I'm currently trying to write an algorithm that can find individual groups of connected lines within a larger set of lines. The images below should explain this a bit more clearly.

Connected lines before

Groups of lines after

In the first image you can see a set of lines. What I'm trying to do is split those lines into 3 groups, as seen in the second image. The red and green groups share a line.

I can assume that each line has a start and an end coordinate, and each line can belong to one or more groups.

I'm currently trying to write a recursive function that follows each line until it reaches an end point with one or more lines it can follow. At this point the function recalls itself until it's followed the lines back round to the split point. However this is proving unsuccessful.

The output of this example, as shown in the second image, should be 3 separate groups of lines, stored in a list. I'm currently using c#, however I should be able to use a suitable algorithm in any language, including pseudocode. I know there must be an algorithm that can achieve this, however I cannot seem to work it out or find it online.


2 Answers 2


Assuming you essentially want to partition the 2D space into pieces using the given lines and border where

  • no two pieces overlap
  • all pieces sum to the original space
  • all the pieces primitive i.e. can not be split further

Consequently, there is a nice property that each line that actually border a polygon will be between exactly 2 polygons. This is more apparent when thinking about the notions of dual graph of plane graph

enter image description here

Note the outer partition piece formed with the border of the whole picture.



Each line has 2 pointer to be pointed to the partition it borders (red dot). These pointer are initialised to empty. Our algorithm terminates when all of these pointers are non empty.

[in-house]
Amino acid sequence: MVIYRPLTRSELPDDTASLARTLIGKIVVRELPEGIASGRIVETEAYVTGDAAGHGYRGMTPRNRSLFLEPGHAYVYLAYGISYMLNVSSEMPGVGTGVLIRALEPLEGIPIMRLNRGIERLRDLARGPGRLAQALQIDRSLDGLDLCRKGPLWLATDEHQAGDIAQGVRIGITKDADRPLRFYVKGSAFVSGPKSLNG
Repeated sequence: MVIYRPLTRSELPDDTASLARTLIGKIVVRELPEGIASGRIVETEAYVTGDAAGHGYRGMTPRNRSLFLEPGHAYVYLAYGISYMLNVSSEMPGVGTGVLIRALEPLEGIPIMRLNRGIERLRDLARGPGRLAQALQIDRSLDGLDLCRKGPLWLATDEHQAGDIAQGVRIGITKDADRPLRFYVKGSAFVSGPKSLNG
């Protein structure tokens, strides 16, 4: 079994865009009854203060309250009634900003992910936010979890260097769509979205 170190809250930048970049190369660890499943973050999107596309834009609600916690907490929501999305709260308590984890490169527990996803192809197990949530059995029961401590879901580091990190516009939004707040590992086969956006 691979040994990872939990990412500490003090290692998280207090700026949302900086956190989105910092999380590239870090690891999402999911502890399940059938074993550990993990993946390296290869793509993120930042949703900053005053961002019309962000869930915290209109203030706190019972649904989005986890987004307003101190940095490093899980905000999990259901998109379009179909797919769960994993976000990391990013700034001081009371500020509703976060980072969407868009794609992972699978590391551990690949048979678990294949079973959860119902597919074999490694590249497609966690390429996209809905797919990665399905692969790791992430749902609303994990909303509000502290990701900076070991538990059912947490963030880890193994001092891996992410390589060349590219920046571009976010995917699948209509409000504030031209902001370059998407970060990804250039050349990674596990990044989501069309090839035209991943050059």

1. Pick a line with at least one still empty partition pointer.
  2. Walk along the adjacent edge that makes the least angle from the side of the line that still has a free pointer. (do remember the properties of vector's cross product and dot product. These will be your tools in calculating the angle and determining the side.)
  3. [If there is no adjacent line to walk at all, you need to mark the current line as not being part of any polygon and backtrack]
  4. Once you complete a cyclic walk, update all the "sides" used and point them to a newly created "partition" object.
  5. Repeat step (1) until all lines has been assigned 2 pointers to its bordering partition. (except if that line is marked as not a part of any polygon or is the border of whole picture.)
  • $\begingroup$ thanks for the comment. Just to clarify a few things... Are 'sides', 'edges' and 'lines' the same things? I also don't really understand what you mean by the word 'pointer'? thanks @billiska $\endgroup$
    – Joe Morgan
    Commented Sep 8, 2017 at 8:55
  • $\begingroup$ One line has two sides. The term edge was mistakenly used, I meant the same thing as line there. For the word pointer, that is a programming analogy. Perhaps just think of there being two parallel (has same domain-codomain) functions from set of lines to set of partition. Sorry for the informal-ness. Will make it formal if I'm less busy. $\endgroup$ Commented Sep 8, 2017 at 19:22

Here is an idea - something to start with.

A good first step is to use BFS/DFS (on the edges) to find the connected components of your diagram - in your case there are two. From now on we consider a single connected component.

Given a component and an edge, find a way to determine which direction is "in" and which is "out". For example, if you shoot a ray in the perpendicular direction, "in" is the direction which hits an odd number of edges on its way to infinity. Run flood fill in this direction. This should give you one shape. Find another edge which is not adjacent to a shape (if any), and repeat. Eventually you will have found all shapes.

  • $\begingroup$ As you described, the parity of intersection an outwards ray method is standard for determining whether a point is inside or outside a cyclic sequence of points forming a polygon. However, care has to be taken since a connected component isn't necessarily a single closed polygon. $\endgroup$ Commented Sep 7, 2017 at 14:25
  • $\begingroup$ Perhaps one should find an edge such that the entire component lies on one of its sides. $\endgroup$ Commented Sep 7, 2017 at 14:29

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